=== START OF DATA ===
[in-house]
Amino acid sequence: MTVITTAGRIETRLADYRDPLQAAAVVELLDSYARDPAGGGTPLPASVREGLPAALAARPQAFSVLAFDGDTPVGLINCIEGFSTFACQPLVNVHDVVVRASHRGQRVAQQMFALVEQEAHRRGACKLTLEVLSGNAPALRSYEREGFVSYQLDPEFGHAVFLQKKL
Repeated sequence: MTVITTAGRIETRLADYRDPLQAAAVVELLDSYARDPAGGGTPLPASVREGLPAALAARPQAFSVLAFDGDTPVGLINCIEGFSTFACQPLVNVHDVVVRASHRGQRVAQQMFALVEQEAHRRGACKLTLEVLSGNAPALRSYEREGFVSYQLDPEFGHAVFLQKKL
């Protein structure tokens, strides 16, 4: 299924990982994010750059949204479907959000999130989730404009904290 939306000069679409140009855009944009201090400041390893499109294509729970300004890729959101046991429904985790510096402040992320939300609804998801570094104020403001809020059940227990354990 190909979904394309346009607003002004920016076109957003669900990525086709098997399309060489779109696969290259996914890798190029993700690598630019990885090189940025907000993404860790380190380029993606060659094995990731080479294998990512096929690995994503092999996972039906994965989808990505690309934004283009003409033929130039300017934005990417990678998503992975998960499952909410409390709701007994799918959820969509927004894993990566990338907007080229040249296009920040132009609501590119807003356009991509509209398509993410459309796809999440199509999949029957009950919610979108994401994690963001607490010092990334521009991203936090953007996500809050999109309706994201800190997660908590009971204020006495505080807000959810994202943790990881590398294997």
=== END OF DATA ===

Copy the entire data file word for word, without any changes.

[in-house]
Amino acid sequence: MTVITTAGRIETRLADYRDPLQAAAVVELLDSYARDPAGGGTPLPASVREGLPAALAARPQAFSVLAFDGDTPVGLINCIEGFSTFACQPLVNVHDVVVRASHRGQRVAQQMFALVEQEAHRRGACKLTLEVLSGNAPALRSYEREGFVSYQLDPEFGHAVFLQKKL
Repeated sequence: MTVITTAGRIETRLADYRDPLQAAAVVELLDSYARDPAGGGTPLPASVREGLPAALAARPQAFSVLAFDGDTPVGLINCIEGFSTFACQPLVNVHDVVVRASHRGQRVAQQMFALVEQEAHRRGACKLTLEVLSGNAPALRSYEREGFVSYQLDPEFGHAVFLQKKL
């Protein structure tokens, strides 16, 4: 299924990982994010750059949204479907959000999130989730404009904290 939306000069679409140009855009944009201090400041390893499109294509729970300004890729959101046991429904985790510096402040992320939300609804998801570094104020403001809020059940227990354990 190909979904394309346009607003002004920016076109957003669900990525086709098997399309060489779109696969290259996914890798190029993700690598630019990885090189940025907000993404860790380190380029993606060659094995990731080479294998990512096929690995994503092999996972039906994965989808990505690309934004283009003409033929130039300017934005990417990678998503992975998960499952909410409390709701007994799918959820969509927004894993990566990338907007080229040249296009920040132009609501590119807003356009991509509209398509993410459309796809999440199509999949029957009950919610979108994401994690963001607490010092990334521009991203936090953007996500809050999109309706994201800190997660908590009971204020006495505080807000959810994202943790990881590398294997």